For decades now, users of enterprise resource planning software have been trained to believe that all the action must take place within the core of the system. ERP is coded to be the journal of record, the beating heart of the organisation, the inner circle of work and the user’s role is to browse and input.
But I’m here to tell you this approach will soon be ancient history. Why? Because the maturing of a potpourri of technologies including cloud, microservices, smarter user experiences, AI, machine learning and open APIs mean that we’re entering a new period where users will no longer be asked to slog through roundabout processes, complex user interfaces, or logging in and out of systems, none of which work the same ways as the others.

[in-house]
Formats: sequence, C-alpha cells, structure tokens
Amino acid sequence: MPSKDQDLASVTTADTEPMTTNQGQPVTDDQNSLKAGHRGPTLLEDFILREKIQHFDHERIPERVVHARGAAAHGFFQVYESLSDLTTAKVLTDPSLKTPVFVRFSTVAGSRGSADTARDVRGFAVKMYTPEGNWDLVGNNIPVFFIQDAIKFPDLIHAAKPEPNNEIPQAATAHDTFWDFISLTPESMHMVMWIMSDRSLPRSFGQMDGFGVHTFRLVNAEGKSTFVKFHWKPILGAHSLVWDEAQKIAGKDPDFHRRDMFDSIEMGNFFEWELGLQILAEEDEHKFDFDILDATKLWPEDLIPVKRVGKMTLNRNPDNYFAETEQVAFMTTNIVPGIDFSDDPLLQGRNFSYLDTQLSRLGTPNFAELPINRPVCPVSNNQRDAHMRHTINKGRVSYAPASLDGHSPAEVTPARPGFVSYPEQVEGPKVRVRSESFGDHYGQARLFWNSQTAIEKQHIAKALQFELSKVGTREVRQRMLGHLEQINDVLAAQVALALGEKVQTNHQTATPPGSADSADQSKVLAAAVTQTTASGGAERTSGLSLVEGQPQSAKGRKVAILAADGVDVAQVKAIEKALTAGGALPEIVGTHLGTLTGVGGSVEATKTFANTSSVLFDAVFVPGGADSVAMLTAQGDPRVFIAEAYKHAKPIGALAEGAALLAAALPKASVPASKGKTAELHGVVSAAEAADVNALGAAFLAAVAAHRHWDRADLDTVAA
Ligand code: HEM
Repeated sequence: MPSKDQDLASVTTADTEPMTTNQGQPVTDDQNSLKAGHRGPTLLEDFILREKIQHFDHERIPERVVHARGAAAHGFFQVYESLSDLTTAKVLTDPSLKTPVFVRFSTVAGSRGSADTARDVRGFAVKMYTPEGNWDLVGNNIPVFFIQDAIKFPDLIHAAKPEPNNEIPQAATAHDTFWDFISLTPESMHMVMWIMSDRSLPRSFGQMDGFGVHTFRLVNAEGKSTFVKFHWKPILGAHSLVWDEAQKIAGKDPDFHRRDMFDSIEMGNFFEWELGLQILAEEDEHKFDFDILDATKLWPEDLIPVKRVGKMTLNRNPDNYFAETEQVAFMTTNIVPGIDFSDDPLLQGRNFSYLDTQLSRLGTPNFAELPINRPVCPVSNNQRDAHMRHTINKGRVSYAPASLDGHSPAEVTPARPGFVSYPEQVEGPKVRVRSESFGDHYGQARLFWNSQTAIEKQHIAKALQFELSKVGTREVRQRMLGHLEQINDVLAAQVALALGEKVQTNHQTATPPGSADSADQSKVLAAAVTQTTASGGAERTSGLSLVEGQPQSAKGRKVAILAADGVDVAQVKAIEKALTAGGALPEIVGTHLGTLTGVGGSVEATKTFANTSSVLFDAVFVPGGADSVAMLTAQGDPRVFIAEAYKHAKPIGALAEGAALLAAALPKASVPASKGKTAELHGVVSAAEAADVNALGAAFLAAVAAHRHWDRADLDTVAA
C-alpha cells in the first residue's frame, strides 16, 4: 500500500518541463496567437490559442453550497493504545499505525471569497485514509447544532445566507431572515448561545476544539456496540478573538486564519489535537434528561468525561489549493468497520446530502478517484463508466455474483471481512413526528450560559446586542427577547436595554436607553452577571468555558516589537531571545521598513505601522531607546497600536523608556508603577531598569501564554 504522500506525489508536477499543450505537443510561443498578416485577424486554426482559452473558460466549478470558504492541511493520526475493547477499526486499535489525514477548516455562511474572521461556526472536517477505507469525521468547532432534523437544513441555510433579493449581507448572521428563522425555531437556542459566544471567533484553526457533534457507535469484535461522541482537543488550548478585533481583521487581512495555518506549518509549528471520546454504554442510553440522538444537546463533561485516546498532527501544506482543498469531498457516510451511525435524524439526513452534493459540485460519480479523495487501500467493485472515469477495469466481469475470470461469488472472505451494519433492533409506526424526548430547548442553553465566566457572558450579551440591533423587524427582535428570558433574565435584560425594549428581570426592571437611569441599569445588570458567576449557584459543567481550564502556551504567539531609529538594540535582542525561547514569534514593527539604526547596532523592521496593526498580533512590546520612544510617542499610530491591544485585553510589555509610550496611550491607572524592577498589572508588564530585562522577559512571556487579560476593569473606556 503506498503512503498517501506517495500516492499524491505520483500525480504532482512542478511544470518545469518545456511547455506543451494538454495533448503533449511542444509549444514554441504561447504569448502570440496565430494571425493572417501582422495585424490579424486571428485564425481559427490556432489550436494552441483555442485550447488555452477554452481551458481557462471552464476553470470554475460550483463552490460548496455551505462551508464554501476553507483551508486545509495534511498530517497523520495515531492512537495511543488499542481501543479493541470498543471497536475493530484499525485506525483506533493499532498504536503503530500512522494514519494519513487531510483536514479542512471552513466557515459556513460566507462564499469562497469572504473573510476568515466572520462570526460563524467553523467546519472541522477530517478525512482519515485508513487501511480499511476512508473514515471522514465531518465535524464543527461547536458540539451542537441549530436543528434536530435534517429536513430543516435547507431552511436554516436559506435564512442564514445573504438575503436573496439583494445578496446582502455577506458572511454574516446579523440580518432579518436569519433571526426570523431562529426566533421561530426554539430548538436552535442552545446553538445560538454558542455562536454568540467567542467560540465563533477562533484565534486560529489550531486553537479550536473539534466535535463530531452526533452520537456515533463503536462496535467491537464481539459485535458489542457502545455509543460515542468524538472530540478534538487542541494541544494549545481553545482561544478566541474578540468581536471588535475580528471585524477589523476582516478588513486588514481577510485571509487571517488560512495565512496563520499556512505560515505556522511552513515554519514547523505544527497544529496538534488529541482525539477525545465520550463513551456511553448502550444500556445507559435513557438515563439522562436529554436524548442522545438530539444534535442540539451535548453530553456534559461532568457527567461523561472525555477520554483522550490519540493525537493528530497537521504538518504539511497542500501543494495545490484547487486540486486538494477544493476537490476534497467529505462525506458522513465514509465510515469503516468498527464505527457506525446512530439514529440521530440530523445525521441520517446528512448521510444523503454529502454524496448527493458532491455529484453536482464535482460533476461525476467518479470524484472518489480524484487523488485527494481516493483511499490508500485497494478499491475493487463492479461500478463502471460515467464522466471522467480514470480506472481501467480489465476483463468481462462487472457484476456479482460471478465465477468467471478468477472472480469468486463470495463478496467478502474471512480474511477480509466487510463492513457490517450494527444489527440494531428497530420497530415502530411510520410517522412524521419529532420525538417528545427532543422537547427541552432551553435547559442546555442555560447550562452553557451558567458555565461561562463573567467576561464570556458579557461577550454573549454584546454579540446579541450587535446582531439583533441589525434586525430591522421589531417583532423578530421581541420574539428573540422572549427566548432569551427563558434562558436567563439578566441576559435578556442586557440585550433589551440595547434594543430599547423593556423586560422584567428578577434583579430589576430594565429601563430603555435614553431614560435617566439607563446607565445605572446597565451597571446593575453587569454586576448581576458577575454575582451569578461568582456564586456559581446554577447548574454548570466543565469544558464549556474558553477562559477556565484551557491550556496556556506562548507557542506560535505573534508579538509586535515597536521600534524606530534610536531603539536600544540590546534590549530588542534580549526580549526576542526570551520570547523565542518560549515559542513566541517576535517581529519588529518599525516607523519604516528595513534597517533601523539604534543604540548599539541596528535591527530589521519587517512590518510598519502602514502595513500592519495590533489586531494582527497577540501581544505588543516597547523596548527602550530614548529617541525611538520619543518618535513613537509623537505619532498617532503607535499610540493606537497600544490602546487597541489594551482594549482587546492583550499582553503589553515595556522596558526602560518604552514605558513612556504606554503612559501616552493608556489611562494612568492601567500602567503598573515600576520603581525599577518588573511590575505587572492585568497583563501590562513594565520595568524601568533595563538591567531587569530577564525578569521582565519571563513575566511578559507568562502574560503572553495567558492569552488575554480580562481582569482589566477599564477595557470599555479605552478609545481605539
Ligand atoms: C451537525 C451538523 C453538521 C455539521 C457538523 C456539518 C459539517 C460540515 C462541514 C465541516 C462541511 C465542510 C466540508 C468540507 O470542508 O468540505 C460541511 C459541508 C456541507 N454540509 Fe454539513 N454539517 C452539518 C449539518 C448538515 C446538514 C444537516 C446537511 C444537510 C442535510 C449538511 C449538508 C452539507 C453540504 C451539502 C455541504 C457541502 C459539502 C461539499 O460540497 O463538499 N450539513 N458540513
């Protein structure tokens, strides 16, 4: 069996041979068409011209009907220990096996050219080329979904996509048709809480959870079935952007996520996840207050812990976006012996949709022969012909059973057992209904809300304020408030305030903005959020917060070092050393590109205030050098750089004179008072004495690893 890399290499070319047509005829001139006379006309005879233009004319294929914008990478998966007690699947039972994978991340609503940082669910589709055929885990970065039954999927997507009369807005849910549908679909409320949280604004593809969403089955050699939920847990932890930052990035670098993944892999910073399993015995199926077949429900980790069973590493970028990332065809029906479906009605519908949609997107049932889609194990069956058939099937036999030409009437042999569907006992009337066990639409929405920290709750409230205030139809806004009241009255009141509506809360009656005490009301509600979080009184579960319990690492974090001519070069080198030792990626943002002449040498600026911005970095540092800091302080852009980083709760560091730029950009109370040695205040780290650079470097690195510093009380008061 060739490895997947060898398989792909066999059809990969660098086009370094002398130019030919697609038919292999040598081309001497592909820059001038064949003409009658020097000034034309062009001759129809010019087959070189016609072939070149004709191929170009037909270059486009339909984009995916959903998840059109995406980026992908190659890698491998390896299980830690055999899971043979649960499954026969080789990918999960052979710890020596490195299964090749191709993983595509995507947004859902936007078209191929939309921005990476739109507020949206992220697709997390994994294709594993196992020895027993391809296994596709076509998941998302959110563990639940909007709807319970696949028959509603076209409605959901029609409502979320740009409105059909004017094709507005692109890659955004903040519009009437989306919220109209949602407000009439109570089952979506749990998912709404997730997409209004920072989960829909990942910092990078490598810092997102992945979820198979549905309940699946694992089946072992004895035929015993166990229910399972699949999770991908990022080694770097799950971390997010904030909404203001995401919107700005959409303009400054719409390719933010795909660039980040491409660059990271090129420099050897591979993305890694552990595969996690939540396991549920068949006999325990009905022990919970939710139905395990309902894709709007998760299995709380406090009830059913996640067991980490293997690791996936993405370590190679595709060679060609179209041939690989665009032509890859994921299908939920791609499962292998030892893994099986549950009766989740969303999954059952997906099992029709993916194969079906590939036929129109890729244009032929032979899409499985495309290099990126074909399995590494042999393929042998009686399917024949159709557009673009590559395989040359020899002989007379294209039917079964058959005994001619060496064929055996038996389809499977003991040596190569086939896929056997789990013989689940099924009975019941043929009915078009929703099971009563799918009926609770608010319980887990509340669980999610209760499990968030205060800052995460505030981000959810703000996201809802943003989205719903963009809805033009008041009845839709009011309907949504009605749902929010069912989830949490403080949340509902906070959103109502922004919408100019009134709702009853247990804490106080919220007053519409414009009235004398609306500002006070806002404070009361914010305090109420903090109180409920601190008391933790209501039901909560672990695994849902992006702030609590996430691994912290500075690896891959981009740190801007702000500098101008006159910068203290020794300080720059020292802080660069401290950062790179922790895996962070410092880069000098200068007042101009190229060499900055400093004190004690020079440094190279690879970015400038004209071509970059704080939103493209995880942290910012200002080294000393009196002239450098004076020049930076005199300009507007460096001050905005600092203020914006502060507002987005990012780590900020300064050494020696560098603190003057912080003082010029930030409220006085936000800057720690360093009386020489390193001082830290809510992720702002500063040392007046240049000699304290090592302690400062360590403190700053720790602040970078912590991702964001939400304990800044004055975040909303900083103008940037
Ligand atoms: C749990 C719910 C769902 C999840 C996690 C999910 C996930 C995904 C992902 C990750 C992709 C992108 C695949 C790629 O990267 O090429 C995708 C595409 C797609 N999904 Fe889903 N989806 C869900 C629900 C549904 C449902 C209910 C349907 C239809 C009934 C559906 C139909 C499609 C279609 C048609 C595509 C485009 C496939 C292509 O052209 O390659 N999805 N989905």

At the end of every year, I take a few minutes to think back on the most disruptive technologies of the previous year and consider what tomorrow might have in store. This past year will undoubtedly be remembered as the year of Artificial Intelligence and chatbots. However, when it comes to developing technologies that truly change the way organizations operate, the hype of the simplistic call-and-response chatbots we saw this year will likely be just a small blip on a much longer journey towards true AI. As we approach 2019, I believe that technologies that will truly impact business operations and ROI may not garner as much hype but will bring greater change. This includes trends such as digital transformation, Deep Learning, and low-code/no-applications.